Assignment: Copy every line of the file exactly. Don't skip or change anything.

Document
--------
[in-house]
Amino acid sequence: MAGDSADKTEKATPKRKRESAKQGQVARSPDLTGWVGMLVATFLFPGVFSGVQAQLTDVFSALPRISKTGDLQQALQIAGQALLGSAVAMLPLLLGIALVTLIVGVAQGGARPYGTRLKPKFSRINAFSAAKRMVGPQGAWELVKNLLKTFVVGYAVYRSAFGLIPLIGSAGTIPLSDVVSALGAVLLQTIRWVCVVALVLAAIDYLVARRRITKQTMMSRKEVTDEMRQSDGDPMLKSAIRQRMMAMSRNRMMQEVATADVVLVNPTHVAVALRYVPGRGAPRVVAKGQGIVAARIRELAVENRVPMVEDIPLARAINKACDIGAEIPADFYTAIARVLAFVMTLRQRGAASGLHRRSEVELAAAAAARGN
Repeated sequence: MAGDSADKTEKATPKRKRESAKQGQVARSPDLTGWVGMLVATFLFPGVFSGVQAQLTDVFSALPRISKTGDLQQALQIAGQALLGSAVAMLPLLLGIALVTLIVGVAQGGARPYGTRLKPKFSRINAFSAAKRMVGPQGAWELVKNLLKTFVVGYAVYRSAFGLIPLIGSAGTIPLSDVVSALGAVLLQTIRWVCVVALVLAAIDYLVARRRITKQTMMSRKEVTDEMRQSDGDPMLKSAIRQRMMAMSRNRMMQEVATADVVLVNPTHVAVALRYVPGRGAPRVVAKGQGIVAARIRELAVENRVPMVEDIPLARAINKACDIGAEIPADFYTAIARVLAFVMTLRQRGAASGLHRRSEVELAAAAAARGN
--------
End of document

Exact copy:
[in-house]
Amino acid sequence: MAGDSADKTEKATPKRKRESAKQGQVARSPDLTGWVGMLVATFLFPGVFSGVQAQLTDVFSALPRISKTGDLQQALQIAGQALLGSAVAMLPLLLGIALVTLIVGVAQGGARPYGTRLKPKFSRINAFSAAKRMVGPQGAWELVKNLLKTFVVGYAVYRSAFGLIPLIGSAGTIPLSDVVSALGAVLLQTIRWVCVVALVLAAIDYLVARRRITKQTMMSRKEVTDEMRQSDGDPMLKSAIRQRMMAMSRNRMMQEVATADVVLVNPTHVAVALRYVPGRGAPRVVAKGQGIVAARIRELAVENRVPMVEDIPLARAINKACDIGAEIPADFYTAIARVLAFVMTLRQRGAASGLHRRSEVELAAAAAARGN
Repeated sequence: MAGDSADKTEKATPKRKRESAKQGQVARSPDLTGWVGMLVATFLFPGVFSGVQAQLTDVFSALPRISKTGDLQQALQIAGQALLGSAVAMLPLLLGIALVTLIVGVAQGGARPYGTRLKPKFSRINAFSAAKRMVGPQGAWELVKNLLKTFVVGYAVYRSAFGLIPLIGSAGTIPLSDVVSALGAVLLQTIRWVCVVALVLAAIDYLVARRRITKQTMMSRKEVTDEMRQSDGDPMLKSAIRQRMMAMSRNRMMQEVATADVVLVNPTHVAVALRYVPGRGAPRVVAKGQGIVAARIRELAVENRVPMVEDIPLARAINKACDIGAEIPADFYTAIARVLAFVMTLRQRGAASGLHRRSEVELAAAAAARGN